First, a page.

Plan B goes over the counter today

By Anne Baker

The Planned Parenthood League of Massachusetts will join other Planned Parenthood clinics across the nation today in offering free and discounted emergency contraception at four Planned Parenthood clinics across the state, including Boston.

The event is a part of “Free EC Day,” a celebration of the recent Federal Drug Administration’s decision to make Plan B emergency contraception (EC), available over the counter to women 18 years and older. The event will run from noon to 5 p.m. today at health centers in Boston, Somerville, Worcester and Springfield.

“We’re trying to encourage people to keep EC in their cabinets just in case,” said Leilani Bowie, communications manager for the Planned Parenthood League of Massachusetts.

The first 25 women 18 years or older with a valid ID to arrive at the Planned Parenthood at 1055 Commonwealth Ave. will receive one free EC pack of Plan B, and all visitors after that will receive a $10 discount.

The FDA approval process has taken more than two years. The Plan B manufacturer applied for the drug to be available over the counter in April 2003. It was approved for sale without a prescription in August 2006, drawing much support from proponents of the pill.

“I think it’s a good idea, but I don’t think they should ID people when they buy it,” said senior communications major Emily Hinkle. “They don’t put age restrictions on condoms.”

Emergency contraception is a method of preventing pregnancy in the event of unprotected sex or a failed contraceptive, like a torn condom. The drug is essentially a high-dose version of the common birth control pill. A woman is to take the first of two pills within 72 hours of unprotected sex. The second is taken 12 hours after the first. The pill is more effective the sooner it is taken.

Critics have long said that prescription emergency contraception is an oxymoron as it simply takes too much time to make an appointment, see a doctor and get a prescription. If taken correctly and within three days, a woman can reduce her chances of getting pregnant by 89 percent.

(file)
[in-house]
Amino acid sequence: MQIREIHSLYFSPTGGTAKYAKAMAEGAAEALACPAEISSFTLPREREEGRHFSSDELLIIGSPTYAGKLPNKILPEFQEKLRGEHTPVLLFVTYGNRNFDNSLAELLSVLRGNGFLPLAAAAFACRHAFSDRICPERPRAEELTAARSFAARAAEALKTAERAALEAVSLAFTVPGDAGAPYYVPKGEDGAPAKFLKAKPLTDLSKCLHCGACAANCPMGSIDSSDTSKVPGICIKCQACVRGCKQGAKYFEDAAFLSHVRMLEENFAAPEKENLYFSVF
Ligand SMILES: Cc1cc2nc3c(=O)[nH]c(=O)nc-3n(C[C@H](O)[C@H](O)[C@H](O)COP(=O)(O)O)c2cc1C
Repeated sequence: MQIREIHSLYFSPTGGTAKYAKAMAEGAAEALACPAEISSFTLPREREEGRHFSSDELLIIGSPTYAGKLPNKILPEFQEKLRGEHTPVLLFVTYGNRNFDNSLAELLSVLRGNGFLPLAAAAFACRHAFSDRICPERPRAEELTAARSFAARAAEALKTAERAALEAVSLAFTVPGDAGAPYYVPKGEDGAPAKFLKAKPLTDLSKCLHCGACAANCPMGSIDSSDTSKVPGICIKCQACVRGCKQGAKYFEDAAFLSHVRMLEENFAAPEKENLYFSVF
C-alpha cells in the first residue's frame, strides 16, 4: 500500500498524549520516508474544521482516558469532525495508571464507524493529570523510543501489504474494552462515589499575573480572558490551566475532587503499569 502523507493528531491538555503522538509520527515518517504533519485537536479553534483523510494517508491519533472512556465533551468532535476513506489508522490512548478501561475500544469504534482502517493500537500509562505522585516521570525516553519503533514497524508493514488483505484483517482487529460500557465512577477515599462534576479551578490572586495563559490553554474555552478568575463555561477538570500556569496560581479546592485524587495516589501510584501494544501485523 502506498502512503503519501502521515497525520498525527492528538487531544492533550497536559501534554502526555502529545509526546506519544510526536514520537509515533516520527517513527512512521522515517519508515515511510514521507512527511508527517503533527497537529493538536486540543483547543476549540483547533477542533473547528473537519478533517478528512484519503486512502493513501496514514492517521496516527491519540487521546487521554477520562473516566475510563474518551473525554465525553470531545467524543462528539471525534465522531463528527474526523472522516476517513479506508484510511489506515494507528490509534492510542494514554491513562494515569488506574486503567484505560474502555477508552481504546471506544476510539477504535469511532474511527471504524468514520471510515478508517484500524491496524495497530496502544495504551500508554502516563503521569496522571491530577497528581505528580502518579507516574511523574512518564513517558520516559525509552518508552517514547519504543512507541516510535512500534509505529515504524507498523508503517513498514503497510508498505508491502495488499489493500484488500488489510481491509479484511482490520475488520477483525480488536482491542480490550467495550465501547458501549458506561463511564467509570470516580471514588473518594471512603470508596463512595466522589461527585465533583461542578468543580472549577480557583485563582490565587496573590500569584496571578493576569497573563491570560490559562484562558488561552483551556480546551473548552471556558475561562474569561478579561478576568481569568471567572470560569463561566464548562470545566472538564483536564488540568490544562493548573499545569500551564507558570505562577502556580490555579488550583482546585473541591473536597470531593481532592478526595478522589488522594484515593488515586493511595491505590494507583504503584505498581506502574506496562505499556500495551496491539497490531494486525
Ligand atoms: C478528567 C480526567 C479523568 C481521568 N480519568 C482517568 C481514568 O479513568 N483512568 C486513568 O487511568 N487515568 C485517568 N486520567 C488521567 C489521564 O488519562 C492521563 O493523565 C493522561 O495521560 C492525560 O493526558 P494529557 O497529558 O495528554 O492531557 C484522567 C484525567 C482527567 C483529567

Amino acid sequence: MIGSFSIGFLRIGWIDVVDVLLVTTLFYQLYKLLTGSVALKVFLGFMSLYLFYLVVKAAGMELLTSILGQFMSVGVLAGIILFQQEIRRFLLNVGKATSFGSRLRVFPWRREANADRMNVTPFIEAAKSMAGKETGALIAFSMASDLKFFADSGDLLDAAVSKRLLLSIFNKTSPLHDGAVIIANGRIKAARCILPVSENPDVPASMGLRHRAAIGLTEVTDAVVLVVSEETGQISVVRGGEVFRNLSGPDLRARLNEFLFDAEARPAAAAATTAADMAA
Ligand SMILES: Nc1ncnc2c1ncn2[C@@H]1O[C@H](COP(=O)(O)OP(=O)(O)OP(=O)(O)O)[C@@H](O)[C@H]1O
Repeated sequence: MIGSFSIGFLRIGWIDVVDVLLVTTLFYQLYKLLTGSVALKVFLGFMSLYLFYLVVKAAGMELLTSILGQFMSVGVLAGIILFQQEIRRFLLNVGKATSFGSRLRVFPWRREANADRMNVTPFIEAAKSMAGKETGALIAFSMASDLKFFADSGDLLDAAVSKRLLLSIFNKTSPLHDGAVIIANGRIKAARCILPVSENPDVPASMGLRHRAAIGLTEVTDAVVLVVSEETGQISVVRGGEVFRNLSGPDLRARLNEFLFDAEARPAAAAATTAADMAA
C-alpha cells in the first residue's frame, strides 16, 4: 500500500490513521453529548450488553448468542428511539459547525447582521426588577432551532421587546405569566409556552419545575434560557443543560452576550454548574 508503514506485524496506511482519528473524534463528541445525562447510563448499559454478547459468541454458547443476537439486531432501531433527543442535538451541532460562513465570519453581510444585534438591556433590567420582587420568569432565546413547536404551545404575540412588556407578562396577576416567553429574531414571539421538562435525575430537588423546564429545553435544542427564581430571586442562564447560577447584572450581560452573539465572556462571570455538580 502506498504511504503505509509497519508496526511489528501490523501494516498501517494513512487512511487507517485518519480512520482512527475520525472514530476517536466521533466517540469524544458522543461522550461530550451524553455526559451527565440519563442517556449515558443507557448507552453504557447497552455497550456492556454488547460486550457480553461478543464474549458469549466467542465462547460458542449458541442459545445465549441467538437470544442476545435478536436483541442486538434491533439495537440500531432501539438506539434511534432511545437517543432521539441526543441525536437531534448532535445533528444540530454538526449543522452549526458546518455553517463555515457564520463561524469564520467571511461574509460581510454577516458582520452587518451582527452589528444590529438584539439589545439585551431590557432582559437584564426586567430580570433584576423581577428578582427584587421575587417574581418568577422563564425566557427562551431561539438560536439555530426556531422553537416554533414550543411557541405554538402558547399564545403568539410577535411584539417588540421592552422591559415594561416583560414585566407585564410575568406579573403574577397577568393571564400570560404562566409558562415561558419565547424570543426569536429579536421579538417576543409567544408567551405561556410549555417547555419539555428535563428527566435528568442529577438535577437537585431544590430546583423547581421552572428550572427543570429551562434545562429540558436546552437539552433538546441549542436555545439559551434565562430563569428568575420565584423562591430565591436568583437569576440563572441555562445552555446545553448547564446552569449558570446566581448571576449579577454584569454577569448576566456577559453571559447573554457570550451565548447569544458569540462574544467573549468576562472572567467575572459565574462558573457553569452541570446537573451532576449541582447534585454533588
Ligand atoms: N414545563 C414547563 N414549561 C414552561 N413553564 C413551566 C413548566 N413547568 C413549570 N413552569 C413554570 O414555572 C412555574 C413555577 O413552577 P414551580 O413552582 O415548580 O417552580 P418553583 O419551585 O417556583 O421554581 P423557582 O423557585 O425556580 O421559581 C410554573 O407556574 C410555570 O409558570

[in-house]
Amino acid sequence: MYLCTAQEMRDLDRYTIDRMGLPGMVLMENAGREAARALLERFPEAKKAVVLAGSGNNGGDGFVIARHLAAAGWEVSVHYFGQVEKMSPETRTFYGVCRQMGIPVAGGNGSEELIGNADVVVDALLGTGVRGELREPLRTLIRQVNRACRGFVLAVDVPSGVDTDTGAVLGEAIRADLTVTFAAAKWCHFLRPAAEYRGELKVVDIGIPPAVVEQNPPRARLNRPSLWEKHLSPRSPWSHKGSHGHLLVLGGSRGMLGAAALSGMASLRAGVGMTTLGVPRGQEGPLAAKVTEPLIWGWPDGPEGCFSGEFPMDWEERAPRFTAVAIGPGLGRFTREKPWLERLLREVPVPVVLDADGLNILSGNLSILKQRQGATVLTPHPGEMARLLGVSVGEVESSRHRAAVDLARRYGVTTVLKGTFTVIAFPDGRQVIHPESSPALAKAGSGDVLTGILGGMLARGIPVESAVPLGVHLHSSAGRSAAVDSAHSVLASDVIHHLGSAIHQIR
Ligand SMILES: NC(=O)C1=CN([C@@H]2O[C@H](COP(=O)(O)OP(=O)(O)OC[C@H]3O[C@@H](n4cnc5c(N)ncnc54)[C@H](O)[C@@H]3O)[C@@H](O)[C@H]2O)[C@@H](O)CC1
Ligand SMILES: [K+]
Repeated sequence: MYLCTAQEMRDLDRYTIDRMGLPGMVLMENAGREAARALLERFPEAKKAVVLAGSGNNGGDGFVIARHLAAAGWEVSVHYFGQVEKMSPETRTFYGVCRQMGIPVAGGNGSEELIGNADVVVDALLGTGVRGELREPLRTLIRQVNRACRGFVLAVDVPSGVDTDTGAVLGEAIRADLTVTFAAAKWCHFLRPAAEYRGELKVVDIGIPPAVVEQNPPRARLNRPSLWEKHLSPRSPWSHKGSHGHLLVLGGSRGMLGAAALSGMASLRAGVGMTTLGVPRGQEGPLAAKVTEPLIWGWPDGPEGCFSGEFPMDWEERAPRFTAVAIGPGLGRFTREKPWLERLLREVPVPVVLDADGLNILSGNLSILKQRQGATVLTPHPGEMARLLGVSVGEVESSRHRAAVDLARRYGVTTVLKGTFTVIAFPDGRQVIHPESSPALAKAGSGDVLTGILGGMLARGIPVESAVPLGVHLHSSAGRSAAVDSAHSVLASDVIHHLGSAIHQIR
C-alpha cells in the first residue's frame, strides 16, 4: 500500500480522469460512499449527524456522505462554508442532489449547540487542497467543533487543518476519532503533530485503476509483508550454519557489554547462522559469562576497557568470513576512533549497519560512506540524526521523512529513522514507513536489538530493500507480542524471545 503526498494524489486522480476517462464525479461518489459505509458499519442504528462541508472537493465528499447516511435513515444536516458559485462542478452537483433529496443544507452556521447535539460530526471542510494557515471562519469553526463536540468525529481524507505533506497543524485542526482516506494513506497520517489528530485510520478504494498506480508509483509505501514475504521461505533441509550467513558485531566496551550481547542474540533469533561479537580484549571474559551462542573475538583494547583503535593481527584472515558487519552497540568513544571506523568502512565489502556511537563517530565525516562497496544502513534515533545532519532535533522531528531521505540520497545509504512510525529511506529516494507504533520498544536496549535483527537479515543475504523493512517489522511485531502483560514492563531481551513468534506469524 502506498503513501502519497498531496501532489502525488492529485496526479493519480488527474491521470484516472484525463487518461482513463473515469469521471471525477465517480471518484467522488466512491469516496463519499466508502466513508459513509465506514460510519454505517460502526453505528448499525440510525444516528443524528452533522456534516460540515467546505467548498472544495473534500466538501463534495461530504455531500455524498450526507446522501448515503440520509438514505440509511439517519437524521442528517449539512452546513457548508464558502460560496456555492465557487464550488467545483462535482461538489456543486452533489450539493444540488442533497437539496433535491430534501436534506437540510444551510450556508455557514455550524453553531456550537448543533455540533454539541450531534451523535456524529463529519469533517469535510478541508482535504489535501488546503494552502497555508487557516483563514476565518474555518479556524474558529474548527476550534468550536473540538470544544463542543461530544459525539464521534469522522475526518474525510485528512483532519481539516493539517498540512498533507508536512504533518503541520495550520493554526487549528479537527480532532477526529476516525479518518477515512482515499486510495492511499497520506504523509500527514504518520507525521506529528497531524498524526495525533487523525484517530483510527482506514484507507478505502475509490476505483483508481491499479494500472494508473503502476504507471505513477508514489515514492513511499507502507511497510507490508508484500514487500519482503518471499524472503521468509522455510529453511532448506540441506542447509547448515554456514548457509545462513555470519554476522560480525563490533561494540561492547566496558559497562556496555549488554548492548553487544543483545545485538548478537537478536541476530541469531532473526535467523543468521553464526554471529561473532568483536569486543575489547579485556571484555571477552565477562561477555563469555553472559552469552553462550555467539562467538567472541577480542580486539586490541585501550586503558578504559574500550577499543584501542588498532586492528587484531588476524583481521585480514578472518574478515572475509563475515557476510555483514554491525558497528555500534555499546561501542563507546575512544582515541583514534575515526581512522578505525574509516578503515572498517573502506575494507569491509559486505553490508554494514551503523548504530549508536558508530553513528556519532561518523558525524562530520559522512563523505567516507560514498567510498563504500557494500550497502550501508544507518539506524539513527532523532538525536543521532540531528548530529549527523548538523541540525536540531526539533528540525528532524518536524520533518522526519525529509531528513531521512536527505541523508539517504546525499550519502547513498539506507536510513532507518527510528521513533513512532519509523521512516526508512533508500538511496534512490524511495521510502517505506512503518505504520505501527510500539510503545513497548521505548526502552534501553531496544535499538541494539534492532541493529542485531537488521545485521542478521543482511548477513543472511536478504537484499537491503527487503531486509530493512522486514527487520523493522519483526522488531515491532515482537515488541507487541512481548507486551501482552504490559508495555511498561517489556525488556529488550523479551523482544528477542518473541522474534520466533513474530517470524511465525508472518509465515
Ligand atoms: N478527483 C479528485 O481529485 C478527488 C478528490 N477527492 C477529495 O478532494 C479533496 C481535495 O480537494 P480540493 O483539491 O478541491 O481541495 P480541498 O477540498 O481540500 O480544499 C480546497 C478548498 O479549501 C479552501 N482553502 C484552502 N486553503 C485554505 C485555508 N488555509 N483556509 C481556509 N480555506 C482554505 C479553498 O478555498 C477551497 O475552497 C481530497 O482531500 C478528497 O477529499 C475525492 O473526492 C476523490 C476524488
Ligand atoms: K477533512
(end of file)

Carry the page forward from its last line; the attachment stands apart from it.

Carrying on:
“I think it’s good because some people need it more quickly,” said sophomore psychology major Molly Kavanaugh.

Alaska, California, Hawaii, Maine, New Hampshire, New Mexico, Washington and Vermont have already allowed the sale of Plan B from pharmacies without a prescription, regardless of age.

The pill has long been controversial, drawing criticism from some conservative groups and others who say offering medication alternatives will increase sexual promiscuity and lead to more pregnancies rather than prevent them.

“I don’t think it should be available to everyone,” Kavanaugh said. “The restrictions are good.”

Although only women 18 years and older can get the pill from clinics, women under 17 years old can get a prescription for the drug by filling out an online request form at the Planned Parenthood website for a nurse to review. They can also visit a clinic, where an appointment should take less than half an hour.

Some still may question how well young women will adapt to the drug, but Bowie remains unconcerned.

“I think it being over the counter will make them more comfortable,” she said.

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